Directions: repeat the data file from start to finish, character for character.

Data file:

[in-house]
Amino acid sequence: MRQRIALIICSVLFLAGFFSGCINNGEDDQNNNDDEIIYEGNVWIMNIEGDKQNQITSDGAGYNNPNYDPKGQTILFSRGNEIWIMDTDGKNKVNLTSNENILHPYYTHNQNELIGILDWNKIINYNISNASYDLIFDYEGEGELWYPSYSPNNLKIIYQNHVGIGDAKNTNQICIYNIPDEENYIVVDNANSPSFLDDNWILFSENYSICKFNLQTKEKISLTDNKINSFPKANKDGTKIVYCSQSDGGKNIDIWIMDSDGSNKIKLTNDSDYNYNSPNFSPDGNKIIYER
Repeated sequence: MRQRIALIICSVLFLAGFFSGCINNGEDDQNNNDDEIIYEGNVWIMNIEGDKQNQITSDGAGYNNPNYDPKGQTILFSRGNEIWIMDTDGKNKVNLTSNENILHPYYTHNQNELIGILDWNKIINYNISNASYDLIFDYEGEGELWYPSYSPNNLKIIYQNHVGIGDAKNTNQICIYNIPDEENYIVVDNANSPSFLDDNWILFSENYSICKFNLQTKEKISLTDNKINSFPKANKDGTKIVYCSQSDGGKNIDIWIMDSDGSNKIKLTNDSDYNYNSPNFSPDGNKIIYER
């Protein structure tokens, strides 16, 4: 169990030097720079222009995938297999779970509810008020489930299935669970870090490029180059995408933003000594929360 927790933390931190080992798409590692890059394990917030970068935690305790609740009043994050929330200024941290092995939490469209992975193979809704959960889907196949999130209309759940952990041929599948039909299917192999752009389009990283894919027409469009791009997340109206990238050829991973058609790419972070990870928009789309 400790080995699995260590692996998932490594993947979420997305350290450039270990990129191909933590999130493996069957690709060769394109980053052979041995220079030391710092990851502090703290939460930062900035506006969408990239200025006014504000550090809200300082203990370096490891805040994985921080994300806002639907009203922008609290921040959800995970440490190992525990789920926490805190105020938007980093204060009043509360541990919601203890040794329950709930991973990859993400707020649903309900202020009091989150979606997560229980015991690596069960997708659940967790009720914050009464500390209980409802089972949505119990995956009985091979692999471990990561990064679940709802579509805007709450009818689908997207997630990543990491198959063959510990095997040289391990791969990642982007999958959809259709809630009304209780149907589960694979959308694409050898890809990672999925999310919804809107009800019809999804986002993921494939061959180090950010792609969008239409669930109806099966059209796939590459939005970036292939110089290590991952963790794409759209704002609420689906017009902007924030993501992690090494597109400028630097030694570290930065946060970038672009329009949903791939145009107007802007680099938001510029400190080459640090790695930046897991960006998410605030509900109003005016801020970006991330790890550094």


[in-house]
Amino acid sequence: MRQRIALIICSVLFLAGFFSGCINNGEDDQNNNDDEIIYEGNVWIMNIEGDKQNQITSDGAGYNNPNYDPKGQTILFSRGNEIWIMDTDGKNKVNLTSNENILHPYYTHNQNELIGILDWNKIINYNISNASYDLIFDYEGEGELWYPSYSPNNLKIIYQNHVGIGDAKNTNQICIYNIPDEENYIVVDNANSPSFLDDNWILFSENYSICKFNLQTKEKISLTDNKINSFPKANKDGTKIVYCSQSDGGKNIDIWIMDSDGSNKIKLTNDSDYNYNSPNFSPDGNKIIYER
Repeated sequence: MRQRIALIICSVLFLAGFFSGCINNGEDDQNNNDDEIIYEGNVWIMNIEGDKQNQITSDGAGYNNPNYDPKGQTILFSRGNEIWIMDTDGKNKVNLTSNENILHPYYTHNQNELIGILDWNKIINYNISNASYDLIFDYEGEGELWYPSYSPNNLKIIYQNHVGIGDAKNTNQICIYNIPDEENYIVVDNANSPSFLDDNWILFSENYSICKFNLQTKEKISLTDNKINSFPKANKDGTKIVYCSQSDGGKNIDIWIMDSDGSNKIKLTNDSDYNYNSPNFSPDGNKIIYER
């Protein structure tokens, strides 16, 4: 169990030097720079222009995938297999779970509810008020489930299935669970870090490029180059995408933003000594929360 927790933390931190080992798409590692890059394990917030970068935690305790609740009043994050929330200024941290092995939490469209992975193979809704959960889907196949999130209309759940952990041929599948039909299917192999752009389009990283894919027409469009791009997340109206990238050829991973058609790419972070990870928009789309 400790080995699995260590692996998932490594993947979420997305350290450039270990990129191909933590999130493996069957690709060769394109980053052979041995220079030391710092990851502090703290939460930062900035506006969408990239200025006014504000550090809200300082203990370096490891805040994985921080994300806002639907009203922008609290921040959800995970440490190992525990789920926490805190105020938007980093204060009043509360541990919601203890040794329950709930991973990859993400707020649903309900202020009091989150979606997560229980015991690596069960997708659940967790009720914050009464500390209980409802089972949505119990995956009985091979692999471990990561990064679940709802579509805007709450009818689908997207997630990543990491198959063959510990095997040289391990791969990642982007999958959809259709809630009304209780149907589960694979959308694409050898890809990672999925999310919804809107009800019809999804986002993921494939061959180090950010792609969008239409669930109806099966059209796939590459939005970036292939110089290590991952963790794409759209704002609420689906017009902007924030993501992690090494597109400028630097030694570290930065946060970038672009329009949903791939145009107007802007680099938001510029400190080459640090790695930046897991960006998410605030509900109003005016801020970006991330790890550094």